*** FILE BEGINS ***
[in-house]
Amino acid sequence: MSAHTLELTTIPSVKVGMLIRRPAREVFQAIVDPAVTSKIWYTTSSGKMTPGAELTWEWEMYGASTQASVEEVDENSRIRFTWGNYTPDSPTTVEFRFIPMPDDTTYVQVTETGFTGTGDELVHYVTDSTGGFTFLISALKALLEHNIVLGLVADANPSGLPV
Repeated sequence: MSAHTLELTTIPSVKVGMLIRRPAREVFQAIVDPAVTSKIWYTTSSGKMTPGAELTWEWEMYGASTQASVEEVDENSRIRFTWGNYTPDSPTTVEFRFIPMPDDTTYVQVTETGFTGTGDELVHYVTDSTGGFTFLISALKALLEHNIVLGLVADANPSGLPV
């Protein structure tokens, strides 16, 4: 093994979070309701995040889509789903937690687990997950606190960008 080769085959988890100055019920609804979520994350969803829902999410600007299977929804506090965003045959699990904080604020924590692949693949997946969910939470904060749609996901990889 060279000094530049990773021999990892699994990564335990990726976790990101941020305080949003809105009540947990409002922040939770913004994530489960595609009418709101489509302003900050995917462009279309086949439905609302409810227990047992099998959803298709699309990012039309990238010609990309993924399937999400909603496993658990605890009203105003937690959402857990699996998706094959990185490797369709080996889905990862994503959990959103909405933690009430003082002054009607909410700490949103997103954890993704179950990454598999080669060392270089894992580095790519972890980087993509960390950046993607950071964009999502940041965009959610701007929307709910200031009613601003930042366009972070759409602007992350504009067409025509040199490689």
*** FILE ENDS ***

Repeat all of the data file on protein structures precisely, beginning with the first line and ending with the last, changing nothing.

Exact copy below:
[in-house]
Amino acid sequence: MSAHTLELTTIPSVKVGMLIRRPAREVFQAIVDPAVTSKIWYTTSSGKMTPGAELTWEWEMYGASTQASVEEVDENSRIRFTWGNYTPDSPTTVEFRFIPMPDDTTYVQVTETGFTGTGDELVHYVTDSTGGFTFLISALKALLEHNIVLGLVADANPSGLPV
Repeated sequence: MSAHTLELTTIPSVKVGMLIRRPAREVFQAIVDPAVTSKIWYTTSSGKMTPGAELTWEWEMYGASTQASVEEVDENSRIRFTWGNYTPDSPTTVEFRFIPMPDDTTYVQVTETGFTGTGDELVHYVTDSTGGFTFLISALKALLEHNIVLGLVADANPSGLPV
């Protein structure tokens, strides 16, 4: 093994979070309701995040889509789903937690687990997950606190960008 080769085959988890100055019920609804979520994350969803829902999410600007299977929804506090965003045959699990904080604020924590692949693949997946969910939470904060749609996901990889 060279000094530049990773021999990892699994990564335990990726976790990101941020305080949003809105009540947990409002922040939770913004994530489960595609009418709101489509302003900050995917462009279309086949439905609302409810227990047992099998959803298709699309990012039309990238010609990309993924399937999400909603496993658990605890009203105003937690959402857990699996998706094959990185490797369709080996889905990862994503959990959103909405933690009430003082002054009607909410700490949103997103954890993704179950990454598999080669060392270089894992580095790519972890980087993509960390950046993607950071964009999502940041965009959610701007929307709910200031009613601003930042366009972070759409602007992350504009067409025509040199490689």